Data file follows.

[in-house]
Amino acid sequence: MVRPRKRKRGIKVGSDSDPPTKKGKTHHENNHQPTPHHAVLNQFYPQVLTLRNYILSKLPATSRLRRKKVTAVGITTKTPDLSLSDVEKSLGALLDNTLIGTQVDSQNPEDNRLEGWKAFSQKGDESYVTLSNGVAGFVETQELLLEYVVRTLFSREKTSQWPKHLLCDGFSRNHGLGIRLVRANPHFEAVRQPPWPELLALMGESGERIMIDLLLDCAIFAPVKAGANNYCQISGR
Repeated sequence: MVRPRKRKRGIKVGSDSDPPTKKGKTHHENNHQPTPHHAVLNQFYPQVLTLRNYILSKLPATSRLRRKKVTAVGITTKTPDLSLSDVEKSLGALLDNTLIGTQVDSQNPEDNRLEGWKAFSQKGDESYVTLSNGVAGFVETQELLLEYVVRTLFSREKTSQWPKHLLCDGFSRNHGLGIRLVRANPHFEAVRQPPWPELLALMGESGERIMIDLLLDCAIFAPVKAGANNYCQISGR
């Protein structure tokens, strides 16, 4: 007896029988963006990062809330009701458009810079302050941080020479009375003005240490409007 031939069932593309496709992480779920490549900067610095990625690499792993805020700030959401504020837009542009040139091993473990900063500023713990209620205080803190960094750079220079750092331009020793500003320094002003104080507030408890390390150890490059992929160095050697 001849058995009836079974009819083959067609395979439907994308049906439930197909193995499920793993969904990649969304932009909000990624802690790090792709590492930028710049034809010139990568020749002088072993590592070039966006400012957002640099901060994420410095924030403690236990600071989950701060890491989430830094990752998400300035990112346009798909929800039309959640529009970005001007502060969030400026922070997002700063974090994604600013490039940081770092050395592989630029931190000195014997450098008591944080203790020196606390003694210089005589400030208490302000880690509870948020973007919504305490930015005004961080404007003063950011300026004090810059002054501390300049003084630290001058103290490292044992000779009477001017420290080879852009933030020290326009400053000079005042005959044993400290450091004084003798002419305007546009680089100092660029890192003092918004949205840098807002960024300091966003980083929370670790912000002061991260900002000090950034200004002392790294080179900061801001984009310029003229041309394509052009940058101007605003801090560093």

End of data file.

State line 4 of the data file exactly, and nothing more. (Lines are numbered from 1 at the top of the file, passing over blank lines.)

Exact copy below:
């Protein structure tokens, strides 16, 4: 007896029988963006990062809330009701458009810079302050941080020479009375003005240490409007 031939069932593309496709992480779920490549900067610095990625690499792993805020700030959401504020837009542009040139091993473990900063500023713990209620205080803190960094750079220079750092331009020793500003320094002003104080507030408890390390150890490059992929160095050697 001849058995009836079974009819083959067609395979439907994308049906439930197909193995499920793993969904990649969304932009909000990624802690790090792709590492930028710049034809010139990568020749002088072993590592070039966006400012957002640099901060994420410095924030403690236990600071989950701060890491989430830094990752998400300035990112346009798909929800039309959640529009970005001007502060969030400026922070997002700063974090994604600013490039940081770092050395592989630029931190000195014997450098008591944080203790020196606390003694210089005589400030208490302000880690509870948020973007919504305490930015005004961080404007003063950011300026004090810059002054501390300049003084630290001058103290490292044992000779009477001017420290080879852009933030020290326009400053000079005042005959044993400290450091004084003798002419305007546009680089100092660029890192003092918004949205840098807002960024300091966003980083929370670790912000002061991260900002000090950034200004002392790294080179900061801001984009310029003229041309394509052009940058101007605003801090560093």